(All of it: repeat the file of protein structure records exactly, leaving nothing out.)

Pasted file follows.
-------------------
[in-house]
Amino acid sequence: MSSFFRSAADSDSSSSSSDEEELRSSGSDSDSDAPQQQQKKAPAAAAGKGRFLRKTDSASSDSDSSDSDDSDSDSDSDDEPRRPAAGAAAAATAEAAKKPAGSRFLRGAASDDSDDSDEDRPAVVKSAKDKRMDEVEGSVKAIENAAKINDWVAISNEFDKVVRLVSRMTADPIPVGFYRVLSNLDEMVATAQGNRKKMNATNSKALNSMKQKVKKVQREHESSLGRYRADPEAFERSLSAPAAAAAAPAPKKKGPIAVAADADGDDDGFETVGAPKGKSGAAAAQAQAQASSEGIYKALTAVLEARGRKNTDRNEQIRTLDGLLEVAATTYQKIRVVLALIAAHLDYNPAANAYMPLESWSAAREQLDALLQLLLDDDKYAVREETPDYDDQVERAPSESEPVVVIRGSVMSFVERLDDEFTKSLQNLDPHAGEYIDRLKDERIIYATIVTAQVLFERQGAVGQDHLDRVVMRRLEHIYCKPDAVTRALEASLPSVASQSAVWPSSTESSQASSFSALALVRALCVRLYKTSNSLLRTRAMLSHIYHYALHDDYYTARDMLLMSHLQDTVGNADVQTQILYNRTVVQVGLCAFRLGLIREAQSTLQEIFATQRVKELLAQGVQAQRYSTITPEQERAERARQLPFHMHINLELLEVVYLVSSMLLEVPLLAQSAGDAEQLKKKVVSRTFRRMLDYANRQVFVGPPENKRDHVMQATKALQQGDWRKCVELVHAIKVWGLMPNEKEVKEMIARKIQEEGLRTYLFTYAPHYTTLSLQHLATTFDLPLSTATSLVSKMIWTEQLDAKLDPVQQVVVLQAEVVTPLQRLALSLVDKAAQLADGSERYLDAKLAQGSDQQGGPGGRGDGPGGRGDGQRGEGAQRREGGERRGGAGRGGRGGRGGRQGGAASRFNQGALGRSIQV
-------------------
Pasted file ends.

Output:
[in-house]
Amino acid sequence: MSSFFRSAADSDSSSSSSDEEELRSSGSDSDSDAPQQQQKKAPAAAAGKGRFLRKTDSASSDSDSSDSDDSDSDSDSDDEPRRPAAGAAAAATAEAAKKPAGSRFLRGAASDDSDDSDEDRPAVVKSAKDKRMDEVEGSVKAIENAAKINDWVAISNEFDKVVRLVSRMTADPIPVGFYRVLSNLDEMVATAQGNRKKMNATNSKALNSMKQKVKKVQREHESSLGRYRADPEAFERSLSAPAAAAAAPAPKKKGPIAVAADADGDDDGFETVGAPKGKSGAAAAQAQAQASSEGIYKALTAVLEARGRKNTDRNEQIRTLDGLLEVAATTYQKIRVVLALIAAHLDYNPAANAYMPLESWSAAREQLDALLQLLLDDDKYAVREETPDYDDQVERAPSESEPVVVIRGSVMSFVERLDDEFTKSLQNLDPHAGEYIDRLKDERIIYATIVTAQVLFERQGAVGQDHLDRVVMRRLEHIYCKPDAVTRALEASLPSVASQSAVWPSSTESSQASSFSALALVRALCVRLYKTSNSLLRTRAMLSHIYHYALHDDYYTARDMLLMSHLQDTVGNADVQTQILYNRTVVQVGLCAFRLGLIREAQSTLQEIFATQRVKELLAQGVQAQRYSTITPEQERAERARQLPFHMHINLELLEVVYLVSSMLLEVPLLAQSAGDAEQLKKKVVSRTFRRMLDYANRQVFVGPPENKRDHVMQATKALQQGDWRKCVELVHAIKVWGLMPNEKEVKEMIARKIQEEGLRTYLFTYAPHYTTLSLQHLATTFDLPLSTATSLVSKMIWTEQLDAKLDPVQQVVVLQAEVVTPLQRLALSLVDKAAQLADGSERYLDAKLAQGSDQQGGPGGRGDGPGGRGDGQRGEGAQRREGGERRGGAGRGGRGGRGGRQGGAASRFNQGALGRSIQV